Athletes have used creatine as an extra competitive edge for over two decades. But new research suggests creatine’s benefits reach far beyond athletic performance. Currently, this vital substrate for cellular energy is being investigated for its beneficial effects on the brain, aging, and even bones (1).

Bone health, in particular, is a primary concern for women. Women past menopause are especially vulnerable to weakening bones that can lead to higher risk of fractures, frailty, and loss of function in everyday activities (2). In the same way that exercise increases muscle strength, exercise offers a stimulus to bone tissue, making it stronger by increasing the bone’s density.

While not a replacement for a nutrient-rich diet and solid exercise program, creatine might offer valuable support in the combat against age-related decreases in bone mineral density (BMD). BMD refers to the amount of minerals, like calcium, present in bones. The greater the BMD, the denser and stronger the bone, and the less prone it is to fractures and degeneration.

Creatine has the potential to benefit bone health in several ways. Supplementing with creatine might offer an indirect benefit for boosting BMD. Creatine increases energy stores in muscles, allowing for better workouts (3-5).  Stronger muscles pull harder on bone, which in turn can create a stronger stimulus for increasing BMD (6).

Creatine may also have a direct effect on bone apart from exercise. Bone cells rely on creatine for cellular reactions (7). Boosting the body’s stores of creatine can support the metabolic activity of bone cells that are involved in bone formation and absorbing minerals, helping to make bones strong (8).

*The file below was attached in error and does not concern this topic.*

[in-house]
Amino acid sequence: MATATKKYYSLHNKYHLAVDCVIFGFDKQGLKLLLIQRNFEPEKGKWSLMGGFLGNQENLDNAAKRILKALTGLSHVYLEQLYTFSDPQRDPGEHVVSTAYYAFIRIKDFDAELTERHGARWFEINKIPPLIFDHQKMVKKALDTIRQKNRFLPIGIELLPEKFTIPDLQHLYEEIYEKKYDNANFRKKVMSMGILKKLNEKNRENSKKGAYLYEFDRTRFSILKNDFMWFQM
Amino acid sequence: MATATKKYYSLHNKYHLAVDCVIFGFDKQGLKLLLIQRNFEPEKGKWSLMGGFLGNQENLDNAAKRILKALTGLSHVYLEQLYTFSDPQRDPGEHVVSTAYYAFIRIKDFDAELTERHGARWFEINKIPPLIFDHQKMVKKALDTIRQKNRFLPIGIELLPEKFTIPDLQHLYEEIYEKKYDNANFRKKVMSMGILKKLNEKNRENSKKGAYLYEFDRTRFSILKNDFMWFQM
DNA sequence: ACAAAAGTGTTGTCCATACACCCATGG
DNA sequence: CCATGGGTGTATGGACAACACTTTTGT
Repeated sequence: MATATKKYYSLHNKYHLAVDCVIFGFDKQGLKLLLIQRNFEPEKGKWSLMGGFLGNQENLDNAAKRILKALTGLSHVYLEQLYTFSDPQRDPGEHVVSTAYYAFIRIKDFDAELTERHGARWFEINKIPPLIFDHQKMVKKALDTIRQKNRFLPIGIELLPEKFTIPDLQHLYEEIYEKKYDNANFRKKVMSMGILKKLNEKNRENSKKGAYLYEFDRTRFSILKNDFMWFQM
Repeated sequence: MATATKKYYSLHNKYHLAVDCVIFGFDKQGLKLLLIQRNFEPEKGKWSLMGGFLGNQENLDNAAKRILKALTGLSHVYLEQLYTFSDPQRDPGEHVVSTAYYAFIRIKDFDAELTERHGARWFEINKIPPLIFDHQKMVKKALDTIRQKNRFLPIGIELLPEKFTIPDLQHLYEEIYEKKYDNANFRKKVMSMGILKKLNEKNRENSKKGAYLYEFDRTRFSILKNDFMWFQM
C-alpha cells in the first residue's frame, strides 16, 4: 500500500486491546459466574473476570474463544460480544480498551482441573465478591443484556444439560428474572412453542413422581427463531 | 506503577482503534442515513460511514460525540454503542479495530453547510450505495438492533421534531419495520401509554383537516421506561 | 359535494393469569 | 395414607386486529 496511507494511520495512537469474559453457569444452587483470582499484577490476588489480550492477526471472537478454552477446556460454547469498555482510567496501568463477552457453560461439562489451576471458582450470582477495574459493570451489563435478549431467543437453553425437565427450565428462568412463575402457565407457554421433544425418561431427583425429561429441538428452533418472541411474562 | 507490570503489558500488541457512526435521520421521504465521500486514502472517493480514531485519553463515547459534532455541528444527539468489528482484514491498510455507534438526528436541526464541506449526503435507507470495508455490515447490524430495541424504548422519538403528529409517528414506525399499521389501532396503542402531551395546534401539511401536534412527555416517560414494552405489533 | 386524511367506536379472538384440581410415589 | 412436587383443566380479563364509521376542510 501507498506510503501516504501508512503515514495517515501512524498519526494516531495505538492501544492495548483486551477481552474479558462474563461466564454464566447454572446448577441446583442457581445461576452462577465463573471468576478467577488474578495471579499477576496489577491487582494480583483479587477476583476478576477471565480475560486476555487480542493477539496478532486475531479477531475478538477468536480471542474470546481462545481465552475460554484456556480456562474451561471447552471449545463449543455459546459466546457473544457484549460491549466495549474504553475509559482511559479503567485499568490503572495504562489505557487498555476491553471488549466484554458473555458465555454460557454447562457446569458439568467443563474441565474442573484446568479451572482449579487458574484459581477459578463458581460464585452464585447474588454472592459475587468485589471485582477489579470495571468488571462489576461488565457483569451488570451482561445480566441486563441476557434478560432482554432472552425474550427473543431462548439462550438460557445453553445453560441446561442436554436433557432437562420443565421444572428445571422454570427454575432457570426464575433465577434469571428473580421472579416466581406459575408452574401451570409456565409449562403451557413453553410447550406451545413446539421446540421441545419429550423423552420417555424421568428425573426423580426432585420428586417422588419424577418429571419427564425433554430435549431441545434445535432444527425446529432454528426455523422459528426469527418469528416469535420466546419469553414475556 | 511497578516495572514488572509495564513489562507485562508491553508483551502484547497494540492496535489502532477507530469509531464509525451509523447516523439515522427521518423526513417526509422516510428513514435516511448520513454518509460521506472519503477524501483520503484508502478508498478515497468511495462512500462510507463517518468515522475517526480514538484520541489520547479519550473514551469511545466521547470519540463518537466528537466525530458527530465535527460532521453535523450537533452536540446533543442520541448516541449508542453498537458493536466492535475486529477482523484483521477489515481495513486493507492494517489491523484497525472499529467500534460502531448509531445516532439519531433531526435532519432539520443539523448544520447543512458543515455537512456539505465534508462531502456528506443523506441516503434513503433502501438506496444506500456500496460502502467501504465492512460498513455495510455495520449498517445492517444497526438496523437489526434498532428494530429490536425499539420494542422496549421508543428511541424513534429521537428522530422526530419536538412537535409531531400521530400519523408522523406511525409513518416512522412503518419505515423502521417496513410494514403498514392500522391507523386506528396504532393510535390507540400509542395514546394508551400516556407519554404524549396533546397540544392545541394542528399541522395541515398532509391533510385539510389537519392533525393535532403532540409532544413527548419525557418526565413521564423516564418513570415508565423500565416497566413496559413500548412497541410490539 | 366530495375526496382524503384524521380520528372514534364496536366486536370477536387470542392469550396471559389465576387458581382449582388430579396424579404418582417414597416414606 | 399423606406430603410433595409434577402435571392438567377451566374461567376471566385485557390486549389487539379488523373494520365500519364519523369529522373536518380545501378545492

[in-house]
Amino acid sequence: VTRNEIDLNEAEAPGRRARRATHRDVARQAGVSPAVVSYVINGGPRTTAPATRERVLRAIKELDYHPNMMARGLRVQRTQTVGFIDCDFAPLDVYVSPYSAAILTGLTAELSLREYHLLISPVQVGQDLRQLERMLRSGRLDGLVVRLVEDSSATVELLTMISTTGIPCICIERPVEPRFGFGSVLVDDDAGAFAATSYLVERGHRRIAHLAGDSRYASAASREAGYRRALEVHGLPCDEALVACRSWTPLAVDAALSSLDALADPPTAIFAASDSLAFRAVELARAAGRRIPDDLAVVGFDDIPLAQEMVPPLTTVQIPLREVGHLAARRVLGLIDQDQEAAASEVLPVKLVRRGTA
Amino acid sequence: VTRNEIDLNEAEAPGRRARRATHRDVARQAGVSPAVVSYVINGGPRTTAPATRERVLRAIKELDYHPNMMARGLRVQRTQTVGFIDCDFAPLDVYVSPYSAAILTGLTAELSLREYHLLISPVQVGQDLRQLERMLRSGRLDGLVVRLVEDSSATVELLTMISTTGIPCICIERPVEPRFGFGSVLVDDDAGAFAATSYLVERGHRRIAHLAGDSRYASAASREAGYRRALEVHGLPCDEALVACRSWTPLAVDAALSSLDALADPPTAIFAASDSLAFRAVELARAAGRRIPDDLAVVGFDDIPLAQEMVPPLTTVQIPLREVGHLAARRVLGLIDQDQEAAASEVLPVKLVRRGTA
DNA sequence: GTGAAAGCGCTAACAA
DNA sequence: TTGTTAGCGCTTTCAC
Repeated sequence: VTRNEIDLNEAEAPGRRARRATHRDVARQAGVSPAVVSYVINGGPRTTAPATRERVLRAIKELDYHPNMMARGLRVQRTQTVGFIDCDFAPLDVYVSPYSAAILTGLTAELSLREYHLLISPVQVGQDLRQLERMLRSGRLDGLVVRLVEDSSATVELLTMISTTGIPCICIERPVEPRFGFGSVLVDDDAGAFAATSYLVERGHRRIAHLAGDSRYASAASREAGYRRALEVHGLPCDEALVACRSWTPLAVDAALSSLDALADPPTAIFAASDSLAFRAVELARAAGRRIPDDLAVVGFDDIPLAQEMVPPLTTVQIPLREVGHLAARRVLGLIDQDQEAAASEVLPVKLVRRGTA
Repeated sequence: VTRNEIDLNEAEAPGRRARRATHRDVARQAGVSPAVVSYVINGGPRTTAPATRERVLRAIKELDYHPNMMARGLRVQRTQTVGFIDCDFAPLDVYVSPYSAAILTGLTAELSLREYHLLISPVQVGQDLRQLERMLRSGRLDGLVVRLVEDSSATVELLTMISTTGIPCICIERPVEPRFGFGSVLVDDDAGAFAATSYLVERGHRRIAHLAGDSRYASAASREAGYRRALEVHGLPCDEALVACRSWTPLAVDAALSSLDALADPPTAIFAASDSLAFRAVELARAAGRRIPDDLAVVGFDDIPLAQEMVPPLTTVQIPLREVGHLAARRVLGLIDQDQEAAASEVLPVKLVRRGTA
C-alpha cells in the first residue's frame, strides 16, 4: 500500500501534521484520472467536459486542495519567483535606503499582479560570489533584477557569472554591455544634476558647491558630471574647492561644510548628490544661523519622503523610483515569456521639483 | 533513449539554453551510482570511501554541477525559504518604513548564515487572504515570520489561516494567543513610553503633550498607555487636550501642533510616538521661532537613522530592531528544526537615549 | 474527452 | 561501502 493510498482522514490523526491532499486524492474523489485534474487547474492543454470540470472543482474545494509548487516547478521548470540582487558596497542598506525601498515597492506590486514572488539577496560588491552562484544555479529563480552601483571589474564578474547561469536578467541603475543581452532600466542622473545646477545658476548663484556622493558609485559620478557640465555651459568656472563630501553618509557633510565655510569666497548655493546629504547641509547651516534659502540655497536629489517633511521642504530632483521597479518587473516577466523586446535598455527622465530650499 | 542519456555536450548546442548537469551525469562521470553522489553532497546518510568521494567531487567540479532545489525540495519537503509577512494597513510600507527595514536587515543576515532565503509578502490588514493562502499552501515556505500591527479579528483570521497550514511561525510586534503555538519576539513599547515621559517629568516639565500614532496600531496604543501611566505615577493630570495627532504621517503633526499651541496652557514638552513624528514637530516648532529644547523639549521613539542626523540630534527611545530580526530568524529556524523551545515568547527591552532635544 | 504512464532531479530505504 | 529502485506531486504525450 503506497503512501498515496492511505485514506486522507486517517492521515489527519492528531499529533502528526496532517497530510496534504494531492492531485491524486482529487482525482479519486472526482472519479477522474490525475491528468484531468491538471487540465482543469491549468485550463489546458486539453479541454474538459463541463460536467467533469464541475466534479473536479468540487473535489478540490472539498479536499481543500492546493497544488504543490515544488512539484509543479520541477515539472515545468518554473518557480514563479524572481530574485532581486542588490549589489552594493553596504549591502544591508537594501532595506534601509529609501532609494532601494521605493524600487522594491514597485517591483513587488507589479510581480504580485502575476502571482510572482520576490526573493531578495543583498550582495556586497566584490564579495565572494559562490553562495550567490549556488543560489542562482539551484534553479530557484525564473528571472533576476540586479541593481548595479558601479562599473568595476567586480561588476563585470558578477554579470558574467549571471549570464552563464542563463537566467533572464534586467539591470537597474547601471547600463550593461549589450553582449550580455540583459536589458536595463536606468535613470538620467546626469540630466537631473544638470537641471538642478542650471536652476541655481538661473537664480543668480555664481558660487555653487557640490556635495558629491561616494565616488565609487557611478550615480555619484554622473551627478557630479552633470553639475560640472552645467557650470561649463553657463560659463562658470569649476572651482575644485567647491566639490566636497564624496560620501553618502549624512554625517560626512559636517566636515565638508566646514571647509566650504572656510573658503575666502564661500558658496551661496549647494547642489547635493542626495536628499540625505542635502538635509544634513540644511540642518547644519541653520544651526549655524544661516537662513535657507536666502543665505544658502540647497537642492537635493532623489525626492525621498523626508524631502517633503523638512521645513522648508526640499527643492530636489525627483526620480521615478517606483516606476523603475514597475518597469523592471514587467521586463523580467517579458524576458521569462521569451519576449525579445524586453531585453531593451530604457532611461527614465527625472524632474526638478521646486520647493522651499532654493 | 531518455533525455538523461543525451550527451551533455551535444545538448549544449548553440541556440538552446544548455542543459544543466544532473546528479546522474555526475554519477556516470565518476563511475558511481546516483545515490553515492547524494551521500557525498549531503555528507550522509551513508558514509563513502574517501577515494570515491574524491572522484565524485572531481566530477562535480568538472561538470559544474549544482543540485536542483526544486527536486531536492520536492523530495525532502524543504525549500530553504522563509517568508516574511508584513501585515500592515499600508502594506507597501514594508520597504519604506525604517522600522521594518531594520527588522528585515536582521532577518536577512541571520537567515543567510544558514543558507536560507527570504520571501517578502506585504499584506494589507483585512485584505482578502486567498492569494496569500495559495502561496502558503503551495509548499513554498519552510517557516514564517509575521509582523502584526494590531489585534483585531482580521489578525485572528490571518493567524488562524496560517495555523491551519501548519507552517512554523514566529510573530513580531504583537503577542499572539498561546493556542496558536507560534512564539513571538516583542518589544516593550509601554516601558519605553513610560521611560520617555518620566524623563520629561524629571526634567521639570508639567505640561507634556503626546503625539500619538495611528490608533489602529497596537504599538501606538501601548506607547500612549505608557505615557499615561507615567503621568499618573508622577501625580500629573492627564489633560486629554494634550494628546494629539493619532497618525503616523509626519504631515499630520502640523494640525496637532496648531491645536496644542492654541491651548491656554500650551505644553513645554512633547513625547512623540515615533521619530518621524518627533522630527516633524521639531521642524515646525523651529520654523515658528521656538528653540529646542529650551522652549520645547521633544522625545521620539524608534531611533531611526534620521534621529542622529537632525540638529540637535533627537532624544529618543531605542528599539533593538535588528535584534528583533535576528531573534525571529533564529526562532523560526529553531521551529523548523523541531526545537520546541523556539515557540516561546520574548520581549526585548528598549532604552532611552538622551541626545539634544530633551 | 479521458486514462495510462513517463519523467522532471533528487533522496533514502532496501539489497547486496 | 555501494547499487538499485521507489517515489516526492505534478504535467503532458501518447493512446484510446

In a recent yearlong study, investigators gave postmenopausal women either roughly 7 grams of a creatine supplement or placebo (9). Both groups followed a simple weight training program three times per week and had their diets monitored using a food journal. At the conclusion of the study, the creatine group was able to maintain BMD, as well as slightly increase bone strength and muscle strength. The placebo group, on the other hand, ended up losing a significant amount of BMD in the femur, which is the largest leg bone and prone to fracture (1, 10). This study demonstrated that creatine supplements combined with weight training were able to help women maintain BMD and keep aging bones healthier.

The optimal time to take creatine for older adults appears to be around the workout period (11). The greater benefits from taking creatine just prior to a workout, for example, may be due to an increase in blood flow in the muscle during resistance training, which can result in greater creatine transport and accumulation in exercising muscles (11).

Used as a pre-workout, supplementation is found to be more effective for increasing muscle creatine uptake and concentration and could lead to better results (12, 13). An efficacious amount of creatine is about 3 grams—the amount in a serving of AMPED™ Power— and is a simple and effective strategy to get the most out of a workout.

Based on the recent research, creatine appears to have joined the growing list of bone-supporting supplements such as calcium and vitamin D—as found in Ageless Essentials™ Daily Pack. When combined with quality amounts of dietary protein and exercise, women look to gain from keeping their muscles and bones stronger with age (14).


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